To many people who visit the Live! Casino and Hotel, the experience represents an opportunity to simply kick back and enjoy, do some gambling, eat delicious food and catch a live entertainment act.
But Suzi Cordish has spent years working to make such visits more than that. She wants those who visit the Arundel Mills entertainment and gambling complex to have a full cultural experience.
That’s what led Cordish, wife of real estate mogul David S. Cordish, who owns the casino and heads the Baltimore-based Cordish Companies, to develop The Cordish Art Collection at the 310-room luxury hotel and conference center in Hanover.
The collection — which ranges from floating mesh cloud sculptures to video art installations — is the result of three years of diligent work and perseverance by Cordish to commission and curate more than 40 works of art that are displayed throughout the hotel.
In her introduction to the collection in a 65-page coffee-table book curated specifically for the hotel, Cordish writes, “Art to me is a way to share the human experience.”
She told Jmore that the collection combines her family’s passion for young, emerging artists while also reflecting their taste, spirit and passion for art in general.
“A casino is a place full of energy, fun, excitement and hope of people wanting to have a good time and win some money,” Cordish said. “Finding that kind of art was a motivator as I built this collection.”
Cordish said the art world has always been an important component to her life. She majored in art history in college and currently serves on the board of trustees for the Freer Gallery of Art and the Arthur M. Sackler Gallery in Washington, D.C.
She also previously served on the national board of the Smithsonian Institution, as president of the board of Creative Capital Foundation and as chairman of Maryland Art Place.
Among the 40-plus works featured in The Cordish Art Collection are a screen monoprint titled “$(9) : one plate” by the famed pop artist Andy Warhol; an LED lights and mirror sculpture titled “Void” by South Korean-born, Baltimore-based artist Chul-Hyun Ahn; and a mixed-media piece of beaded and sequined garments with fabric and wood titled “Tondo” by Chicago fabric sculptor, dancer and performance artist Nick Cave.
There is also a neon light installation work titled “Yes to All” by Geneva-based artist Sylvie Fleury; a monoprint with collage by acclaimed New York conceptual artist Mel Bochner; and a video art installation of loose flower petals dancing across a black background titled “Botanic 3” by Los Angeles artist Jennifer Steinkamp.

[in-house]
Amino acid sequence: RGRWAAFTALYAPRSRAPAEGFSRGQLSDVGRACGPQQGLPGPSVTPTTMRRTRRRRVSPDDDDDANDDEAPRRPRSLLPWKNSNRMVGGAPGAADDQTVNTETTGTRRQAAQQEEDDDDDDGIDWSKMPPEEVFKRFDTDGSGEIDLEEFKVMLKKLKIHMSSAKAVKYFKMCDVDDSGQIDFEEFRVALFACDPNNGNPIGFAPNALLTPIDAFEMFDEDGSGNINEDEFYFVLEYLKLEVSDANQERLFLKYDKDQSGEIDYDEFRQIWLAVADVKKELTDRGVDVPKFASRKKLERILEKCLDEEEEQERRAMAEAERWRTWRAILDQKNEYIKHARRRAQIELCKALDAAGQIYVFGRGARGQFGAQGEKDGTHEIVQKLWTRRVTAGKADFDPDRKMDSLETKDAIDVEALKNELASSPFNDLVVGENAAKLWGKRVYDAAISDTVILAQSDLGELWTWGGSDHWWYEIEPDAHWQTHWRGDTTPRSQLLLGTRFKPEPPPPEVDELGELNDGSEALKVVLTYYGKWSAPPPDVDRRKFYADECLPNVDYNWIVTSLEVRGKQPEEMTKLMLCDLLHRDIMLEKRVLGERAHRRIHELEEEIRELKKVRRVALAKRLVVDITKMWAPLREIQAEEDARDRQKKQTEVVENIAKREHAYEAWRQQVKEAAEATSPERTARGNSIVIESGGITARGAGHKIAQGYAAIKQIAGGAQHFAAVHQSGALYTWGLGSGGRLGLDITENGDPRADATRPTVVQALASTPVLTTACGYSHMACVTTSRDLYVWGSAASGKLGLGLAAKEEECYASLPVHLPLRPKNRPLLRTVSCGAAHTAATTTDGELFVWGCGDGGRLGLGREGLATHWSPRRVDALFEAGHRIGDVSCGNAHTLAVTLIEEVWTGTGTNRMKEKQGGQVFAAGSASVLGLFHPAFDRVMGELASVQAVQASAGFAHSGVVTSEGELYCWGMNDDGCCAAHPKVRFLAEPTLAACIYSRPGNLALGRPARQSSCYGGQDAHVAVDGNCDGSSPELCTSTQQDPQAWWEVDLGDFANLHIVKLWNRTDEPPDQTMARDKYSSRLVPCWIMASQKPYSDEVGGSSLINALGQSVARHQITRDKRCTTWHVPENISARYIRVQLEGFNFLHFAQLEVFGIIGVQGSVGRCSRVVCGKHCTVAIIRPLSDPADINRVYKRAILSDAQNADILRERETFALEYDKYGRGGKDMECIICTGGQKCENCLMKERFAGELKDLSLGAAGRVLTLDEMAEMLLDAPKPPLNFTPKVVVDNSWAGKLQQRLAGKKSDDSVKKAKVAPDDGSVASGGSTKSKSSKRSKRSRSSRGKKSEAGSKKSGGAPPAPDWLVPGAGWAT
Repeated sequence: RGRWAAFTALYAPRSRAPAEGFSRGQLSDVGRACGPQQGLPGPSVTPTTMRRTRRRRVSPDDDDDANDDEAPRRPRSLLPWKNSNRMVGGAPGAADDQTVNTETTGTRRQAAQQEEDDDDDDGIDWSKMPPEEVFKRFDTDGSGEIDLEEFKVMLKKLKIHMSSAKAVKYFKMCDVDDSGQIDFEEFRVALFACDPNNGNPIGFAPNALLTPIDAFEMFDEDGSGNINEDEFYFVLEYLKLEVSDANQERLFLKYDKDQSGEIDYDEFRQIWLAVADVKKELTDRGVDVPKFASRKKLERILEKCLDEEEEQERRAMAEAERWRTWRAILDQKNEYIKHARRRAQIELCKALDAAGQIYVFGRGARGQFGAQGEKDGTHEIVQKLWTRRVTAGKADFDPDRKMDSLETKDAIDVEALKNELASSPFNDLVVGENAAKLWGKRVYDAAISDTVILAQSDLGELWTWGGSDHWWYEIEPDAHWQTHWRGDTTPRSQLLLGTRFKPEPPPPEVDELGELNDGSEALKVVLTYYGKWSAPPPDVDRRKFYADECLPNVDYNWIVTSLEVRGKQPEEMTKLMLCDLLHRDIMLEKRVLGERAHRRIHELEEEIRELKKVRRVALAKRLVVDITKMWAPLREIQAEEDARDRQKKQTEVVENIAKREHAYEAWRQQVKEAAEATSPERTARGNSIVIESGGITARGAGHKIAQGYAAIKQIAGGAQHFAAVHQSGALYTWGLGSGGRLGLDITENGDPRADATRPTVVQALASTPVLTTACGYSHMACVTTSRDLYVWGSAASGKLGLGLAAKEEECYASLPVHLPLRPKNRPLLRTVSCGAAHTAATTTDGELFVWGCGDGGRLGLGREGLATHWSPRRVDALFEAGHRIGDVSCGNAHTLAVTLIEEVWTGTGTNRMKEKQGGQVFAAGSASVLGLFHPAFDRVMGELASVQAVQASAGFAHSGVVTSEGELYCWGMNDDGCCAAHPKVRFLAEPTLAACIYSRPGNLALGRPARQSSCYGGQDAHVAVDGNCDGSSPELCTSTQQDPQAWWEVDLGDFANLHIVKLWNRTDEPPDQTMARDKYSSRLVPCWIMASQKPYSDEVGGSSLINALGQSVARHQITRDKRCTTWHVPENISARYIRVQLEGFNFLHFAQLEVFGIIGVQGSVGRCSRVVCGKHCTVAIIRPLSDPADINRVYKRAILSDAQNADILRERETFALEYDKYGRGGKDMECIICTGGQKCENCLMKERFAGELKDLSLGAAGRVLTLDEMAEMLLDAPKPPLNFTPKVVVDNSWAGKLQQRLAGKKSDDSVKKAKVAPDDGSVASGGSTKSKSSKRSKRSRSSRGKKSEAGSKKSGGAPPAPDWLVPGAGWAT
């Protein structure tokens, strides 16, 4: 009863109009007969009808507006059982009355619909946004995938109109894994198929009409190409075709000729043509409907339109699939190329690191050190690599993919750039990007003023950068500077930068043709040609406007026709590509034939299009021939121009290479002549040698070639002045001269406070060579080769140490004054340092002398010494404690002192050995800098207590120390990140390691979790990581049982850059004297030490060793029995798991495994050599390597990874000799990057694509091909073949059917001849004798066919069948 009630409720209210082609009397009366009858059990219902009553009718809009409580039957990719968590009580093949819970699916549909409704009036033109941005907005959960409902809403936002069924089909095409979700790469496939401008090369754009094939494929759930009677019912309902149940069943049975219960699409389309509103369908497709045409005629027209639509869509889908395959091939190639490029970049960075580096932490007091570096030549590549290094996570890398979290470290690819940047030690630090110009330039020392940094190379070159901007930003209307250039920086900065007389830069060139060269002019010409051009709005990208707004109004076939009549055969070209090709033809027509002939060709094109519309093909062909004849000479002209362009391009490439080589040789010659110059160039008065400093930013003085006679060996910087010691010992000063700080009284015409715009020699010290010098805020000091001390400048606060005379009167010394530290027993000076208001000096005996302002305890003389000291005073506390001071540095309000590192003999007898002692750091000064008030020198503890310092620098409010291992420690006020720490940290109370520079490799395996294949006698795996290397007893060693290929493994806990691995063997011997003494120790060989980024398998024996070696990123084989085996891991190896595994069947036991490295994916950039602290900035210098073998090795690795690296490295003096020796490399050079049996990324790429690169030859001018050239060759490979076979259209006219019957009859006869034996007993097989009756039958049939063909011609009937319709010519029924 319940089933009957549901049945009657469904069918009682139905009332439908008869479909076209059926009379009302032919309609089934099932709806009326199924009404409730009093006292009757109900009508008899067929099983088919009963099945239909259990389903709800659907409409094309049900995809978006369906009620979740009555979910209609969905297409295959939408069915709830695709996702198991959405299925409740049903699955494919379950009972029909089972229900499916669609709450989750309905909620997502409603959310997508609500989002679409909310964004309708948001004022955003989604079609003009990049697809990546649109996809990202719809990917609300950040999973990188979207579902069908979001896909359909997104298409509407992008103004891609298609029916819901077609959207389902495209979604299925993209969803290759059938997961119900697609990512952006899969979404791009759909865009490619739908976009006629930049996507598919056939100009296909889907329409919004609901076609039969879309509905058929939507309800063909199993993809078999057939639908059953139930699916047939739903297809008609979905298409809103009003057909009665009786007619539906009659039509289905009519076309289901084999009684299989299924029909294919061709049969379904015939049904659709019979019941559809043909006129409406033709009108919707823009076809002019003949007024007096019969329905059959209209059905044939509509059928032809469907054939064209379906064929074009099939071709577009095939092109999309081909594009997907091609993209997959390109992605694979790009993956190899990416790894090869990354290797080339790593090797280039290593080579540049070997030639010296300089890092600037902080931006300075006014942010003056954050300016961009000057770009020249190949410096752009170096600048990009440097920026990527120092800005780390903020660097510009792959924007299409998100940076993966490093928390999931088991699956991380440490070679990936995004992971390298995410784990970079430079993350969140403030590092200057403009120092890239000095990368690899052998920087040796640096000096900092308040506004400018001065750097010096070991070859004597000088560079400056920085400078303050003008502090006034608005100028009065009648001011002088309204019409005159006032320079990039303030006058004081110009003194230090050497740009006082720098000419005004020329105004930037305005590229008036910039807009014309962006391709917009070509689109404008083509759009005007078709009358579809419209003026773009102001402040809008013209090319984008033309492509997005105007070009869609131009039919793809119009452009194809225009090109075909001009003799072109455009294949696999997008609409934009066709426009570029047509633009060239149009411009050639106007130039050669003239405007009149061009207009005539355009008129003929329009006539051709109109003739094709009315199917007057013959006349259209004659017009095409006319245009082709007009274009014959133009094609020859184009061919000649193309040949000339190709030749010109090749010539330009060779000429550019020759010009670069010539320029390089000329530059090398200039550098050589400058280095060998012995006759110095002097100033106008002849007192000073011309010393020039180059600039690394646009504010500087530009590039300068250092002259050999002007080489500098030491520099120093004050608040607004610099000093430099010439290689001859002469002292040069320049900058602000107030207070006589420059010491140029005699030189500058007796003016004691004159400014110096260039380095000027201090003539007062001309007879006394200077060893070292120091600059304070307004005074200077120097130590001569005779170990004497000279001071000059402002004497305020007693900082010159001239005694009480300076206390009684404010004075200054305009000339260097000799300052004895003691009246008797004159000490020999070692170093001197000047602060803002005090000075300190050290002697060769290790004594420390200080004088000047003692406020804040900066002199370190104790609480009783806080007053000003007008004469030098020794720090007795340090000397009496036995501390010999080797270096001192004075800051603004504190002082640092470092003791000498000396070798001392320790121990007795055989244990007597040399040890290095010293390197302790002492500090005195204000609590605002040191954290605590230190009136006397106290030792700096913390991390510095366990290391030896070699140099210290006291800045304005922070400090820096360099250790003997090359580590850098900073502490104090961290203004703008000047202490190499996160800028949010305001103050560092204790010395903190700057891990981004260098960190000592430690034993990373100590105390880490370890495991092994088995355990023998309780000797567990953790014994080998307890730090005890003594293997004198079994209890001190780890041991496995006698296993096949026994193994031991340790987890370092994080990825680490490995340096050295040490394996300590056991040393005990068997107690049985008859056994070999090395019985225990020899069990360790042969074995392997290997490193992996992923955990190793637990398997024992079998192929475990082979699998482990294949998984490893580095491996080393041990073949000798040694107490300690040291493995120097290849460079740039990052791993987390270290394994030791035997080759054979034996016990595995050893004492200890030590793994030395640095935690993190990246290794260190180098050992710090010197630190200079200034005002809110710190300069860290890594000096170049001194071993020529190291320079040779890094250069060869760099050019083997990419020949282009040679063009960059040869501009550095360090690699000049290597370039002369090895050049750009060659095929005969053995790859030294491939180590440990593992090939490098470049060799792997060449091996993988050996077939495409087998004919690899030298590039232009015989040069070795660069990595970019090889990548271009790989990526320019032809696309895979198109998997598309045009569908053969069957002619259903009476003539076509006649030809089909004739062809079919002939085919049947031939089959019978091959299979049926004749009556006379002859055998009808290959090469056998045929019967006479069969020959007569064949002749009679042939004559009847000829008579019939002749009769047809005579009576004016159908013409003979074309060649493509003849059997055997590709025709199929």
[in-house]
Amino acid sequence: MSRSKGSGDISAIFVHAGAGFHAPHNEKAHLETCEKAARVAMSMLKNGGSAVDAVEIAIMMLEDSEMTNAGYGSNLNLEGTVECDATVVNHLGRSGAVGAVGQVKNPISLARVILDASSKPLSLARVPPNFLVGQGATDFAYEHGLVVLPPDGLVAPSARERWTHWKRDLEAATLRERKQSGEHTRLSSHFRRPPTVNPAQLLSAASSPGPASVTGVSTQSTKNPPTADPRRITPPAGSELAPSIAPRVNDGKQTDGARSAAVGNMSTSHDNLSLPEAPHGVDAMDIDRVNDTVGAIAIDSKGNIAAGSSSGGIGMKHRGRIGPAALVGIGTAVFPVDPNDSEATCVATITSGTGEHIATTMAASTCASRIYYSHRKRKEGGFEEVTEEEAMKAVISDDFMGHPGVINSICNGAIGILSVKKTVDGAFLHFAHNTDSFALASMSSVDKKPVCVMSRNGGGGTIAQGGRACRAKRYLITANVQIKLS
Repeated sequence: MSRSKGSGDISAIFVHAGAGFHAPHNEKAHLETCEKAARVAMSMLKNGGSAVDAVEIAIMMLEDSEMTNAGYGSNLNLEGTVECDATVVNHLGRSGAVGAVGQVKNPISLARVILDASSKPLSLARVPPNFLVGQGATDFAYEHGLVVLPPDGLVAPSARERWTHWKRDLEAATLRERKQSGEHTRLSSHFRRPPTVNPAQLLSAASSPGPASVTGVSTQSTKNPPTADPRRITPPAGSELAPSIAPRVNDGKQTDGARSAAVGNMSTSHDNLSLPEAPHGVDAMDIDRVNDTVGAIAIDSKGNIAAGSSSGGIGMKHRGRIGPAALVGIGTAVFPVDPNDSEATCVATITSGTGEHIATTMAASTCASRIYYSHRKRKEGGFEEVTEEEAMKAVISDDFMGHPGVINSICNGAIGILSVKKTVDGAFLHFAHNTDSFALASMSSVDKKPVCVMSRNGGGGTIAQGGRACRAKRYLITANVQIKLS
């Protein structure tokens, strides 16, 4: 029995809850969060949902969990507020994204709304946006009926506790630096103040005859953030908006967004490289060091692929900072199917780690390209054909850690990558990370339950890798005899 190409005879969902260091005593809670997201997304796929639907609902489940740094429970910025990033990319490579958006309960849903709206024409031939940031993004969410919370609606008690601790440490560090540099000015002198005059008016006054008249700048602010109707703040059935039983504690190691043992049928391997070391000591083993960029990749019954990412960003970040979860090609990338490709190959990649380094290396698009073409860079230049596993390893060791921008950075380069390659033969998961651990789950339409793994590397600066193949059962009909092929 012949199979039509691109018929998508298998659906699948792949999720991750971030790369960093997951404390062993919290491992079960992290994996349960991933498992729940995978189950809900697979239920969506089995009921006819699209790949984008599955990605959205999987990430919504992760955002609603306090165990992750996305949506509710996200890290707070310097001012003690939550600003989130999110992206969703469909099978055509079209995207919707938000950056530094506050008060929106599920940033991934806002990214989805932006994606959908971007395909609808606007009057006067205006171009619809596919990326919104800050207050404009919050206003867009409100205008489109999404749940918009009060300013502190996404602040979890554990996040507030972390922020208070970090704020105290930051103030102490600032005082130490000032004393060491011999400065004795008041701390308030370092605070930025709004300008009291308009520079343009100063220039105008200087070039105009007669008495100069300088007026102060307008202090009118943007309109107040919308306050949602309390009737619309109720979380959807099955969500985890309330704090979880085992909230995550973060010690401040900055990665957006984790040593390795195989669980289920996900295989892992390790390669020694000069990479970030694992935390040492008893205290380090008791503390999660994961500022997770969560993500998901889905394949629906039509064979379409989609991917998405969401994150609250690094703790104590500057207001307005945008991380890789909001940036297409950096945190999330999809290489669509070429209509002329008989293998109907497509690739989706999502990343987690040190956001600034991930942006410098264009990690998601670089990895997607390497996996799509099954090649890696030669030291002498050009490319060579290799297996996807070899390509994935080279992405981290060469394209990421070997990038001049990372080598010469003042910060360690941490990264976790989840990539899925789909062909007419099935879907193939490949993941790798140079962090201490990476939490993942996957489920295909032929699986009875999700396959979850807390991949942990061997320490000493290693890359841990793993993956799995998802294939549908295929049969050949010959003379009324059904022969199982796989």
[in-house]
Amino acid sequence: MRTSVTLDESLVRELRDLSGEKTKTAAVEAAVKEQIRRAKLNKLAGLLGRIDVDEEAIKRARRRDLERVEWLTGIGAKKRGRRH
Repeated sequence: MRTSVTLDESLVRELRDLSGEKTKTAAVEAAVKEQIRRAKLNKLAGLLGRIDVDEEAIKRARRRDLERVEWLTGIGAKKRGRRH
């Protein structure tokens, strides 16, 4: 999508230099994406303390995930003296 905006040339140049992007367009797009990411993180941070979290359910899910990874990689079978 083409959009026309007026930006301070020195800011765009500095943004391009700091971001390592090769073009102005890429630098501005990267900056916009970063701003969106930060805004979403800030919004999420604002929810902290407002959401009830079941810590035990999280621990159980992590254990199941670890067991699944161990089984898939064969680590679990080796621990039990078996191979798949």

“Today’s contemporary art is so much more than just paintings,” Cordish said. “There’s film and video and neon and wonderfully sophisticated acrylic work as well.”
Cordish said what excites her about the collection is the ability to expose up-and-coming artists to the masses and give them exposure that is unmatched, especially compared to many traditional art venues.
“Artists are thrilled for the opportunity to work with us,” she said. “The visitorship at Live! Casino and Hotel is much larger than at museums and private galleries. Our collections are also in permanent view with signage about the artists, unlike at a museum where the works may be on display for a while before being taken down and placed into storage to make room for the next collections.
“There are just so many more exciting ways art can be seen and displayed in today’s world,” Cordish said.
Along with the collection at the Live! Casino and Hotel in Maryland, Cordish said she is interested in developing similar collections at other company properties, including in locations in Texas and Pennsylvania.
“We will try to work with local artists when possible,” she said. “That’s something we’re very interested in doing moving forward.”
For information, visit livecasinohotel.com/hotels/live-hotel.
Ron Snyder is a Baltimore-based freelance writer.
More In News
- Maybe the fact that the pandemic brought daily life to a halt allowed us to see more clearly what we've been ignoring all along, writes Will Schwarz, founder of the … read more
- Israel has offered Lebanon humanitarian assistance after a massive explosion at Beirut’s waterfront killed at least 30 people and injured thousands. read more
- None of us can breathe easy until all of us can breathe freely, writes Pikesville resident Gail Lipsitz. read more
- The departure of columnist Bari Weiss from the New York Times is a major blow to balanced journalism, writes Jack Gilden. read more